Pushkar is an ancient, sacred city with a holy lake in the middle of India’s desert state Rajasthan. The city being sacred meant that there were dozens of Hindu temples. Holy men bathe in the ghats of the lake and perform rituals. Cows decorated with flowers or colorful fabrics walk freely on the streets. Chanting from a temple or music from a religious happening is echoing on the streets constantly. The city is a vegetarian’s dream but an alcoholic’s nightmare: alcohol, meat and eggs are strictly prohibited within the city center by law. We enjoyed the sacred, mystical aspects of the city. But almost straight after arriving in Pushkar we couldn’t help but wonder: is the city more sacred or more commercial? Until now, we hadn’t seen as touristy place in India.
Arriving to Pushkar
When we arrived, we were positively surprised of our hotel. The Kanhaia Haveli, in an old palace-style house, was the most beautiful and at the same time one of the cheapest accommodations (500 rupees for a room with bathroom / 6 euros) we have stayed in in India so far. It even had a lovely and lush rooftop terrace from where we could see almost the whole city an all its temples.
We were a bit exhausted because of our surprising Bollywood acting career that we had been working on in Jaipur the last two long days. Therefore we were happy to learn that there are not that many “must see“ things in Pushkar. Just visit some temples and the holy lake, that’s about it.
Visiting the temples of Pushkar
We decided to visit the Brahmaji temple, which is apparently the most special and popular one in town. It’s dedicated to Brahma. This Hindu god is believed to be the creator of the universe, so it’s a little surprising that there are only a couple of temples dedicated to him in the world. Taking pictures was strictly prohibited inside Brahma’s temple but we can tell you: it was intense colorful.
We also tried to visit the Rangji temple, but foreigners were not allowed to enter. But alone the huge, beautiful, turquoise door leading to the temple’s courtyard is worth seeing for.
The holy rituals around the lake
Apart from visiting the temples, we tried to get the hang of the city’s holy side by visiting the ghats by the lake. The city is compact, and the lake is in the middle of it, so you basically can’t avoid visiting them while in Pushkar.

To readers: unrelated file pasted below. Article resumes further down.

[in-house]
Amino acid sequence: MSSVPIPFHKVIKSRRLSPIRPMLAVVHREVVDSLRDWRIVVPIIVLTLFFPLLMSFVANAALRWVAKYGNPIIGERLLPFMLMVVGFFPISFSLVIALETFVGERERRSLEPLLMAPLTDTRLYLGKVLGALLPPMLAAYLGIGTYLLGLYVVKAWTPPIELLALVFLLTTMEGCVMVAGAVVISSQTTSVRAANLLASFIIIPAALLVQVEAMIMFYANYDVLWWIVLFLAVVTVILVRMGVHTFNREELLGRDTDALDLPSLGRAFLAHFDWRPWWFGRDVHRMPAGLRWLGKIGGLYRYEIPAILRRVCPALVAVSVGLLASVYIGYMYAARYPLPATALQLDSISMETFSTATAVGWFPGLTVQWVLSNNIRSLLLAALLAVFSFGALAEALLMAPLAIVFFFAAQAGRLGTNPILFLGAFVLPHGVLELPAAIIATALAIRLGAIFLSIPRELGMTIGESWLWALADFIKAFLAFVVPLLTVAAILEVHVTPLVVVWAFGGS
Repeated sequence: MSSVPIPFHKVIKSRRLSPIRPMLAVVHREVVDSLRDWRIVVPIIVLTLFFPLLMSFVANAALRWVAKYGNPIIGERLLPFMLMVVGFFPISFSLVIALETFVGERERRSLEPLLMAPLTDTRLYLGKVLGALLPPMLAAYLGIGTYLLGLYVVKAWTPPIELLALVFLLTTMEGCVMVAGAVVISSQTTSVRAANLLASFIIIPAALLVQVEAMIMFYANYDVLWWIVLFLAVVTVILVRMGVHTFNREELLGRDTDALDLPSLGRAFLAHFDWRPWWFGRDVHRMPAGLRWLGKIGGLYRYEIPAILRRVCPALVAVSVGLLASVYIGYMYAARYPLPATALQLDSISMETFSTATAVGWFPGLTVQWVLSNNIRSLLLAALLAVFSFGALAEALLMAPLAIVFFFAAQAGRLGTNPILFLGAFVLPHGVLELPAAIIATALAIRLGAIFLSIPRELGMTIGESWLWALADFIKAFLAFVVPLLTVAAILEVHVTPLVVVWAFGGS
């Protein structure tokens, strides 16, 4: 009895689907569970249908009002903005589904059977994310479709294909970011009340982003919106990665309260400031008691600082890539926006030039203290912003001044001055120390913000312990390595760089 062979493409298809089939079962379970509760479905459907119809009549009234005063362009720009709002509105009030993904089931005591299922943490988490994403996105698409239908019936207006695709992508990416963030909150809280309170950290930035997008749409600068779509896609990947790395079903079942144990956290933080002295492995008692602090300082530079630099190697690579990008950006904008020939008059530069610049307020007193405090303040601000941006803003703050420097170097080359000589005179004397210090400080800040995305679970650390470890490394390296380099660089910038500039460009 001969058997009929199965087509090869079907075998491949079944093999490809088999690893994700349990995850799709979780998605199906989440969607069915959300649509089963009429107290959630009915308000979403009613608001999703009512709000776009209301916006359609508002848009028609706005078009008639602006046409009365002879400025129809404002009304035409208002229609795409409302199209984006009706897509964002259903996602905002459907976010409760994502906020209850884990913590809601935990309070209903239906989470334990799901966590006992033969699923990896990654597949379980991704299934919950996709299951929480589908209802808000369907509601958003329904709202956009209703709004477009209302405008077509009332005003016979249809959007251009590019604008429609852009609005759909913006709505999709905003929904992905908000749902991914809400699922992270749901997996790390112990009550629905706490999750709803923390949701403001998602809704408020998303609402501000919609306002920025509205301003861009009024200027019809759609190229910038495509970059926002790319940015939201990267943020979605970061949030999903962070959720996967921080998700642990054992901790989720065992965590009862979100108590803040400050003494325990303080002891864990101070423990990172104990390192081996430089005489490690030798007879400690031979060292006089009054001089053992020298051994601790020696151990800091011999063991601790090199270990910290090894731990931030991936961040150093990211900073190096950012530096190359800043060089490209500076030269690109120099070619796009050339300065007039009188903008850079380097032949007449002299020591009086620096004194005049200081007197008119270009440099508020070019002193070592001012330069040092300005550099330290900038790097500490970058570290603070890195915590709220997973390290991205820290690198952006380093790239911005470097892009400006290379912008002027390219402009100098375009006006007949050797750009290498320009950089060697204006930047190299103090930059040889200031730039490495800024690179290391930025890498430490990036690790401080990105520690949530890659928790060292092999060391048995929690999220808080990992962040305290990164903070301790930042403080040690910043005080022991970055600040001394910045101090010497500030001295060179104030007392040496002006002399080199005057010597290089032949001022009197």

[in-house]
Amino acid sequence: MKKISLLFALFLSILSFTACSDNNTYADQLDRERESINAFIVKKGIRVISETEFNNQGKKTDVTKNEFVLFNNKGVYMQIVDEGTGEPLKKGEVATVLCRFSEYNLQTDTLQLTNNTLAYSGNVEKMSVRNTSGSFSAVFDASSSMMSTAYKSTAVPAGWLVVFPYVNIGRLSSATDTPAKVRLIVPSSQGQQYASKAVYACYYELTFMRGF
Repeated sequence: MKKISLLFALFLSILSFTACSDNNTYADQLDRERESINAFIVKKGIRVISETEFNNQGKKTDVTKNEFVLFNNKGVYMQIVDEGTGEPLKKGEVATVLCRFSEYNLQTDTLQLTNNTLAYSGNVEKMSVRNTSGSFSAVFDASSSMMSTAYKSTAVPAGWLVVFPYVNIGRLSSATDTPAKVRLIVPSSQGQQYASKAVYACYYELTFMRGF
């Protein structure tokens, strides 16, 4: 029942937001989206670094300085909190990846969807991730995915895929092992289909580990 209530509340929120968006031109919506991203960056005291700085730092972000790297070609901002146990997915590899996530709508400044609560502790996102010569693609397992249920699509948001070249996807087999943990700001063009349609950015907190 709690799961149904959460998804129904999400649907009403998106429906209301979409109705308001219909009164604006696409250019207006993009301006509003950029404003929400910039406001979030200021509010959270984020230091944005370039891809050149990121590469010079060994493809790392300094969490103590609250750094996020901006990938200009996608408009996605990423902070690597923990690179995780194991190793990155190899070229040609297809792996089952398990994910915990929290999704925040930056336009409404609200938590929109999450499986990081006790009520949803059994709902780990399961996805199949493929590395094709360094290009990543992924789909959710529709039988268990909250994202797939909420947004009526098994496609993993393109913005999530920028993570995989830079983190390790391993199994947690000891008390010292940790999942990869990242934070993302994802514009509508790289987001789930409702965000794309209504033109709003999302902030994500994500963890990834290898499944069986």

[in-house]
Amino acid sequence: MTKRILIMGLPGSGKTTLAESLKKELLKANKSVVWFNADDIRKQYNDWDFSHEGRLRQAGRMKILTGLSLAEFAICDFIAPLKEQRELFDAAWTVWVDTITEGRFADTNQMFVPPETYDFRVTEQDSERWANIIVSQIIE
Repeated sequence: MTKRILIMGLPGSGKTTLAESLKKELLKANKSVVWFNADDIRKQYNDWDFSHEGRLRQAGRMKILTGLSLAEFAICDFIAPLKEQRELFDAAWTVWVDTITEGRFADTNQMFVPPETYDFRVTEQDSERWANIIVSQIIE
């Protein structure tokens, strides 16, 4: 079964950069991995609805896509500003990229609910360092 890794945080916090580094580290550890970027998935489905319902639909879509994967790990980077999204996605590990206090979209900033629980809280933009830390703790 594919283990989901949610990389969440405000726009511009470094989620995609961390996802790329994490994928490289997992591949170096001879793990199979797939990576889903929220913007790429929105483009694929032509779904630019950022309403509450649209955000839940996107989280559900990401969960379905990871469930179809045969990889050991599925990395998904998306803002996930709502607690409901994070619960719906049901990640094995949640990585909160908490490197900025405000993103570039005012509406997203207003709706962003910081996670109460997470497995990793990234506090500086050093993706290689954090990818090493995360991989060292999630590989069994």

We have been to THE sacred city in India, Varanasi, in 2014. There the ghats by the Ganga River are dotted with fires used to cremate bodies. Every evening a massive ceremony is held. We had heard that Pushkar would be a bit similar. Therefore, we were totally surprised how peaceful and quiet it was around the lake. During daytime the whole place seemed to be almost empty. Also, in Pushkar there is a ceremony, Aarti, taking place at Varah Ghat every evening. But on contrary to the one in Varanasi with a big crowd, there were only a handful of people.
The ceremony was mesmerizing. Just when the sun started to set, a few holy men stood by the water humming a prayer. At the same time, they performed mystical rituals including flower petals, holy smoke and fire. This kind of moments are so special and so far from what we experience at home, but being there, in that very moment, it all feels surprisingly normal.
Wedding season in India
This time of the year is the wedding season in India. By now we have gotten used to the streets being blocked due to a wedding party, every evening firework show (despite the fact that fireworks are banned in India) and the music playing until late night. We even visited a wedding in Jaipur. But none of the parties we’ve seen or heard have sounded as crazy as the ones in Pushkar. After listening a few hours to the insane fast, loud and chaotic music of the wedding parades on the streets makes you wonder if you have just gotten crazy and the music is only in your head.
We followed one very loud wedding parade for a while. People dressed in gorgeous shiny and colorful outfits dance and have fun, a band is playing brass instruments and drums, followed by a cart with a sound system and another one with a super loud generator that is giving power to the light chains that hang from the umbrellas the people are carrying. And then there is the groom, sitting on a gorgeous, glittering white horse. We didn’t see the front of the parade and therefore also didn’t see the bride. Maybe she was transported by a magical flying dinosaur or something.
The commercial side of Pushkar
Apart from the spiritual side of the city, the whole place is crowded by tourists and dominated by the street vendors. The number of stands selling handicrafts, clothes, jewelry and other souvenirs makes Pushkar not only spiritual but also very commercial. The prices in Pushkar were mostly reasonable. We also ended up buying a few clothes and souvenirs, but luckily the size of our backpacks doesn’t allow us to get crazy with shopping.
Pushkar’s vegetarian tourist food
Being a touristy place, Pushkar also provides a wide variety of food, that is all vegetarian, of course. This was a good chance to get something else than only Indian (even though we love it). We had some excellent pizza at the atmospheric garden of La Pizzeria. Ganga Street Restaurant had nice falafel wraps. Opposite of it was a good breakfast place offering fresh fruit juices and huge muesli and fruit bowls. Apart from that, there are small street stalls all around selling yummy Indian snacks for very cheap prices.
Towards the South
Even though Pushkar was a nice place, we were ready to leave after two nights. We were looking forward to a long train ride and arriving to the South, even though we were not sure yet where we were going to hop off…